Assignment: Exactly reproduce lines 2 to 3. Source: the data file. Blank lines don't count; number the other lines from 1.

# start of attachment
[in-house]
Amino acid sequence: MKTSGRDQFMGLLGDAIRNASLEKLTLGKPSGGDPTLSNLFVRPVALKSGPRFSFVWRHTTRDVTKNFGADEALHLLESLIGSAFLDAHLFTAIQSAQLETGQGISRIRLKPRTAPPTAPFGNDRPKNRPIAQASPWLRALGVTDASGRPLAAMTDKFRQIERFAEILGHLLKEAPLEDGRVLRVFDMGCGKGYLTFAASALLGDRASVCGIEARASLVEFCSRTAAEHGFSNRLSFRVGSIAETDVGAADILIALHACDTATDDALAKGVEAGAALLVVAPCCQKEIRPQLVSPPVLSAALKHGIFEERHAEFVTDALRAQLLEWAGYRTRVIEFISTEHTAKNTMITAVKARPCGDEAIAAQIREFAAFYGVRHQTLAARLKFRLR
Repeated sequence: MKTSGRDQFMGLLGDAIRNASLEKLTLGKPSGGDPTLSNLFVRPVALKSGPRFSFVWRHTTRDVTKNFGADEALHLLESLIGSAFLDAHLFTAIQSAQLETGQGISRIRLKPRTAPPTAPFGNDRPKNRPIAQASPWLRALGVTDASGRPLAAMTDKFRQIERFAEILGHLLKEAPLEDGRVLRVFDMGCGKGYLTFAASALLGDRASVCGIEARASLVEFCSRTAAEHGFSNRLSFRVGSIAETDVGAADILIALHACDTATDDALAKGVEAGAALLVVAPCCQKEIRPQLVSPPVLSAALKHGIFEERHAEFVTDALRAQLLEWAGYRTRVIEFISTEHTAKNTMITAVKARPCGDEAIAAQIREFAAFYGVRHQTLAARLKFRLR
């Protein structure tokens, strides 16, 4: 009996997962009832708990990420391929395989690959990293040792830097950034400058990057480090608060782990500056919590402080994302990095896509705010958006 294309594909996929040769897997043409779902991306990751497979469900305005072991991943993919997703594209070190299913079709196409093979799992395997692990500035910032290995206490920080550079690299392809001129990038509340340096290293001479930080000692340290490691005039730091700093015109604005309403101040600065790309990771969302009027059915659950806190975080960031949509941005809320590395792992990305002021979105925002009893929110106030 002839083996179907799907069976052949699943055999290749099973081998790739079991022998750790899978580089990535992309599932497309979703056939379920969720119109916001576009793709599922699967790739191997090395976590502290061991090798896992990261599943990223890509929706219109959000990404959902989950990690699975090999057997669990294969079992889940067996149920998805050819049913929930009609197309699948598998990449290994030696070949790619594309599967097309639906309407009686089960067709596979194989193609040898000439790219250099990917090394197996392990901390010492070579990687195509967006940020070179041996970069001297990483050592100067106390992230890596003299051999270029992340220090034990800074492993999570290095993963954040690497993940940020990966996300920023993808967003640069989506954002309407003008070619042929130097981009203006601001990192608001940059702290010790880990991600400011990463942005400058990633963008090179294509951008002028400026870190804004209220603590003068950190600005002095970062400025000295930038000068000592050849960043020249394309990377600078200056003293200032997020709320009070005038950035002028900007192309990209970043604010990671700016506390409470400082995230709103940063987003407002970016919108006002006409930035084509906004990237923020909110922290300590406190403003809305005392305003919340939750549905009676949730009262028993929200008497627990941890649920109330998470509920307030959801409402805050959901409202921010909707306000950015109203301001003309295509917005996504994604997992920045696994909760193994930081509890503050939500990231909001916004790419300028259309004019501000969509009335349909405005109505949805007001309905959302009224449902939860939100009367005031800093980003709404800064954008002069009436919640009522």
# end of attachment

Amino acid sequence: MKTSGRDQFMGLLGDAIRNASLEKLTLGKPSGGDPTLSNLFVRPVALKSGPRFSFVWRHTTRDVTKNFGADEALHLLESLIGSAFLDAHLFTAIQSAQLETGQGISRIRLKPRTAPPTAPFGNDRPKNRPIAQASPWLRALGVTDASGRPLAAMTDKFRQIERFAEILGHLLKEAPLEDGRVLRVFDMGCGKGYLTFAASALLGDRASVCGIEARASLVEFCSRTAAEHGFSNRLSFRVGSIAETDVGAADILIALHACDTATDDALAKGVEAGAALLVVAPCCQKEIRPQLVSPPVLSAALKHGIFEERHAEFVTDALRAQLLEWAGYRTRVIEFISTEHTAKNTMITAVKARPCGDEAIAAQIREFAAFYGVRHQTLAARLKFRLR
Repeated sequence: MKTSGRDQFMGLLGDAIRNASLEKLTLGKPSGGDPTLSNLFVRPVALKSGPRFSFVWRHTTRDVTKNFGADEALHLLESLIGSAFLDAHLFTAIQSAQLETGQGISRIRLKPRTAPPTAPFGNDRPKNRPIAQASPWLRALGVTDASGRPLAAMTDKFRQIERFAEILGHLLKEAPLEDGRVLRVFDMGCGKGYLTFAASALLGDRASVCGIEARASLVEFCSRTAAEHGFSNRLSFRVGSIAETDVGAADILIALHACDTATDDALAKGVEAGAALLVVAPCCQKEIRPQLVSPPVLSAALKHGIFEERHAEFVTDALRAQLLEWAGYRTRVIEFISTEHTAKNTMITAVKARPCGDEAIAAQIREFAAFYGVRHQTLAARLKFRLR